Popular Levantine flatbread manakish has been nominated for Unesco's Intangible Cultural Heritage list. It will be considered for inscription next year.
Updated annually, the list by the UN agency safeguards traditions and ways of living in the face of increasing globalisation. Earlier this month, 47 new traditions or customs from across the world were inscribed on to the list at the 17th session of the intergovernmental committee held in Rabat, Morocco.
Sahar Baassiri, Lebanon’s ambassador and permanent representative to Unesco in Paris, announced on Thursday that all necessary paperwork has been submitted to have manakish added to the list next year.
"Manakish has become a candidate for Unesco's Intangible Cultural Heritage," Baassiri posted on Twitter, adding that the breakfast staple popular in the Arab world could join the French baguette and Italian pizza on the Unesco list.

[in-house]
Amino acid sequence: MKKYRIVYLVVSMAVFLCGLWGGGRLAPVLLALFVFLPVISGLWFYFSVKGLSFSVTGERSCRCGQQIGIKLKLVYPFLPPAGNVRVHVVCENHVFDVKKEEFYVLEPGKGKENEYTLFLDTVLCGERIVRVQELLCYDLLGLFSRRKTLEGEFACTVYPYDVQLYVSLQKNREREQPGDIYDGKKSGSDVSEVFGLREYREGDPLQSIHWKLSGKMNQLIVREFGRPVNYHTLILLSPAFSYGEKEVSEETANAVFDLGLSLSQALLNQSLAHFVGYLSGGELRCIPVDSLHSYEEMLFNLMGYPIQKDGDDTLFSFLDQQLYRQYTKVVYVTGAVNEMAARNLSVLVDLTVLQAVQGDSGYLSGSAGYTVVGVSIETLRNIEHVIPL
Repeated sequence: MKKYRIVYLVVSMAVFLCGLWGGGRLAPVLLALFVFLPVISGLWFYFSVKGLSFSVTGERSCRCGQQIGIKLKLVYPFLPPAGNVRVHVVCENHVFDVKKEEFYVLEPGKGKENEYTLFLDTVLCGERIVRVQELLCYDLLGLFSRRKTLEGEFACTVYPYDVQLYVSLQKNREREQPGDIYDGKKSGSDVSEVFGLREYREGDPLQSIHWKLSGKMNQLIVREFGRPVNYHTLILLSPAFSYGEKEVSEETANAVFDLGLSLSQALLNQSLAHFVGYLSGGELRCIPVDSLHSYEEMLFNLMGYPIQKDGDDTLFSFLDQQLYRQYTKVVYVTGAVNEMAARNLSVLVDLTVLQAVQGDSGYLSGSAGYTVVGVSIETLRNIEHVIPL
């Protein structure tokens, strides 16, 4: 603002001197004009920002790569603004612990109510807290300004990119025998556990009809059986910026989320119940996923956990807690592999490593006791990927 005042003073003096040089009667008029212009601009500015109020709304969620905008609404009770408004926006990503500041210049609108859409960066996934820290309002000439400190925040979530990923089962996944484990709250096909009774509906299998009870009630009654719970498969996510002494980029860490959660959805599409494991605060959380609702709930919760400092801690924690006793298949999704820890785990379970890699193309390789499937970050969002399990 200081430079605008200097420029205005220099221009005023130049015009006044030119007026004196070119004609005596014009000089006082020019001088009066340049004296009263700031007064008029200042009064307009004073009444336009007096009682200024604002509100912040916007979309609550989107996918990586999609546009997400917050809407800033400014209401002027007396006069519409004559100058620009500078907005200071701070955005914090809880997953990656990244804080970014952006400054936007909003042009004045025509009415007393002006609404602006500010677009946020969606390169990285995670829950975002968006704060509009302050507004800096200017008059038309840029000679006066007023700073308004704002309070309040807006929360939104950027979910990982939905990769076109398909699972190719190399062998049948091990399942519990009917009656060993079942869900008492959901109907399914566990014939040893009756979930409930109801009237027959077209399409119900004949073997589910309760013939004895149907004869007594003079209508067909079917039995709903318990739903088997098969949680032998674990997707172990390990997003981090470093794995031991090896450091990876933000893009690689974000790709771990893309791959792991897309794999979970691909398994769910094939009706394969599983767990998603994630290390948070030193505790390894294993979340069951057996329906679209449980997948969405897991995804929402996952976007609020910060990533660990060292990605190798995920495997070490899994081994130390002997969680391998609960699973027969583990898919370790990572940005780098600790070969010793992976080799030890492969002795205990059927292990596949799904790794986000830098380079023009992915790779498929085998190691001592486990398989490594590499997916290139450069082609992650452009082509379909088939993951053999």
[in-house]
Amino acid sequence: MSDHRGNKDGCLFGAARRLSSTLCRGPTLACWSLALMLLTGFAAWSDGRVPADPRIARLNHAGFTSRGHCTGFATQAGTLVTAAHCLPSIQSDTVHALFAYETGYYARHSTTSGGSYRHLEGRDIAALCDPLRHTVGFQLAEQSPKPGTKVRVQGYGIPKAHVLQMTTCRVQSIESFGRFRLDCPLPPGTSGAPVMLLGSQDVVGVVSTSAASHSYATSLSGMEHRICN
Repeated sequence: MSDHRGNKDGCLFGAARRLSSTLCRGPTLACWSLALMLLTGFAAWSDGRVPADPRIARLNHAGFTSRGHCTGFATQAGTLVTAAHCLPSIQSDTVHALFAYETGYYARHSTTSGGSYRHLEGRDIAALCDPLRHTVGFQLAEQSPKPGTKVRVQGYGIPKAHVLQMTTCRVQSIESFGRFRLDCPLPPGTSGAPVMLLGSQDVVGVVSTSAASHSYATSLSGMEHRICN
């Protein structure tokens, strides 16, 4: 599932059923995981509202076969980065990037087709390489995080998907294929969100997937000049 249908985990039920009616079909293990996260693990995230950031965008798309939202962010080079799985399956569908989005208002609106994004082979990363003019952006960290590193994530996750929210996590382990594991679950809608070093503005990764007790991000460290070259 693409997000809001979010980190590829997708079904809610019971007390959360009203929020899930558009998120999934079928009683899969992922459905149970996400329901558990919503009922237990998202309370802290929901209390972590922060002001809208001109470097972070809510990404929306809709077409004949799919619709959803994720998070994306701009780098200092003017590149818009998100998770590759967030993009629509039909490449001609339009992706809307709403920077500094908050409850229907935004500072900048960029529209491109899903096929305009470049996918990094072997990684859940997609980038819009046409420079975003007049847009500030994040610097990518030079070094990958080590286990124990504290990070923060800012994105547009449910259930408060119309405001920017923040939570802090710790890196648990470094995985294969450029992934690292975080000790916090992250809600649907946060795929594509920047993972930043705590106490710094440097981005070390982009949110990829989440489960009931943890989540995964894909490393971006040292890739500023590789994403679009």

The French baguette was inscribed to the list in November while the Italian pizza was added in 2017.
According to baking-history.com, manakish can be traced back to ancient Phoenicia (2500 BC – 539 BC) where people would make stone wheels and crush wheat into flour in order to make bread. The dough was usually made by women and baked in the morning in communal oven. They would make smaller portions of dough, topped with eggs and cheese to give to the family for breakfast.
Though it is known for its preservation of physical monuments all over the world, Unesco also considers “oral traditions, performing arts, social practices, rituals, festive events, knowledge and practices concerning nature and the universe” as intangible heritage that it seeks to preserve.
Of the 47 new traditions and customs inscribed this year, many are from the UAE, Oman, Saudi Arabia, Kuwait, Jordan, Syria and North African nations.
Scroll through the gallery for some of the newly inscribed Intangible Cultural Heritages